The Globe & Mail has an article up titled, “In case you missed it: This is the African Century”. If anyone is getting excited by the sarcasm oozing from the headline, anticipating a scathing critique of the hope/ful/less cliché of African futures, let me assure you that your enthusiasm is misplaced. In the language of post-World War 2 modernization theory, the article pronounces that African economies are in the process of “take-off” en route to accelerating through the stages of development required to reside in the world of ‘high mass consumption’. We just can’t extricate ourselves from the “they are what we once were” trope as the article celebrates that Africans are finally doing things (like commercializing agriculture and urbanizing) which were responsible for ending mass starvation in Europe and North America 200 years ago.
Is Africa in a perpetual state of behind or finally catching up to the developed world? True to modernization’s principles, the message is that if only they follow our lead, the goodies of modernity will manifest. Indeed, we learn from the article that more Africans now have phones than toilets. What are we to take from that? Africans may not be able to ablute and flush, but can connect to the world (or at least call their moms)? Articles like this serve nothing more than a dying capitalism. They help obscure the manner in which Africa has historically been integrated into global capitalism. They give succor to old ideas in an effort to refuse the potential for new ones.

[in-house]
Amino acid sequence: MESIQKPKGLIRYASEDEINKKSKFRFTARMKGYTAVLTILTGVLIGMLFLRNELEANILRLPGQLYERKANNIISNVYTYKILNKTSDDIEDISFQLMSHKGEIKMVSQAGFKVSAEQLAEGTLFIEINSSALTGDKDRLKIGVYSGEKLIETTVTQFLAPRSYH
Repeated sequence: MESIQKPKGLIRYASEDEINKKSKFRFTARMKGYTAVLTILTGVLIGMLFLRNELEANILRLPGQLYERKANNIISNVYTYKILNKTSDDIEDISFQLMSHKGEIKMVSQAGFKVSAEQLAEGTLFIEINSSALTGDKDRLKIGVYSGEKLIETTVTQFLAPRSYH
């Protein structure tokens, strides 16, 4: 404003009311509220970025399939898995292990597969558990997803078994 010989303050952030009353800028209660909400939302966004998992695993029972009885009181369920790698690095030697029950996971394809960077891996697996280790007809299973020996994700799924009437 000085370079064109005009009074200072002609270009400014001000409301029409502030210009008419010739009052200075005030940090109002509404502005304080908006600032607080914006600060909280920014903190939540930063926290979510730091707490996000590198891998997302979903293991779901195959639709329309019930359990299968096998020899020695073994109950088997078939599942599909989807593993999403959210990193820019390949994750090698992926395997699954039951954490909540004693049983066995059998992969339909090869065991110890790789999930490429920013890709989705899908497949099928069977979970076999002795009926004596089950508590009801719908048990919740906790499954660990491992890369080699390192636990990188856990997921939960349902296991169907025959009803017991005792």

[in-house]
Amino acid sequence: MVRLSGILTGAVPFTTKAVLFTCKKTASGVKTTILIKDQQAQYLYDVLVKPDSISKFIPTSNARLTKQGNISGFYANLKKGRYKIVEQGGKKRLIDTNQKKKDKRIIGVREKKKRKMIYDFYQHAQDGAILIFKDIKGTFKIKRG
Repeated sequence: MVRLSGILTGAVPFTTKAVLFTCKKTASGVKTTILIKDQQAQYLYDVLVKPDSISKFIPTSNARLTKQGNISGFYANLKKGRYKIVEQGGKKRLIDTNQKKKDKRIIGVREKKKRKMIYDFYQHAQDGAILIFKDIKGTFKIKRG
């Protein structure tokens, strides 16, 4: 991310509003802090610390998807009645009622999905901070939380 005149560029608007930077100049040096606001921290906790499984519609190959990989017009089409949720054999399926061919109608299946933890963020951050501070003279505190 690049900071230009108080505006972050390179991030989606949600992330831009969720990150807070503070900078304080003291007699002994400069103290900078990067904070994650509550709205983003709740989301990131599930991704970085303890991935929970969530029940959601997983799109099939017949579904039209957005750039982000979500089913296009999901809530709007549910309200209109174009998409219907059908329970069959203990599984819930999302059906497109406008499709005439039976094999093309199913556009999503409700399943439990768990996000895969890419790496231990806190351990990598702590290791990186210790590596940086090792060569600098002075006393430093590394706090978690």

In a more revealing move, the former police chief and now International Co-operation Minister, Julian Fantino on Friday pledged that a chunky portion of Canada’s development assistance would be administered through mining businesses. As the Globe & Mail reports, “… Over the past year, CIDA has funded a series of initiatives that match Canadian mining companies, including Barrick Gold and Rio Tinto Alcan, with non-governmental organizations – something the agency has hinted it could do more of in the future. In one project, CIDA and Barrick Gold each contribute half of the funding for World Vision’s work in a mining community in northern Peru, which is geared to helping local authorities use mine revenues to diversify the area’s economy. ” Company colonialism anybody?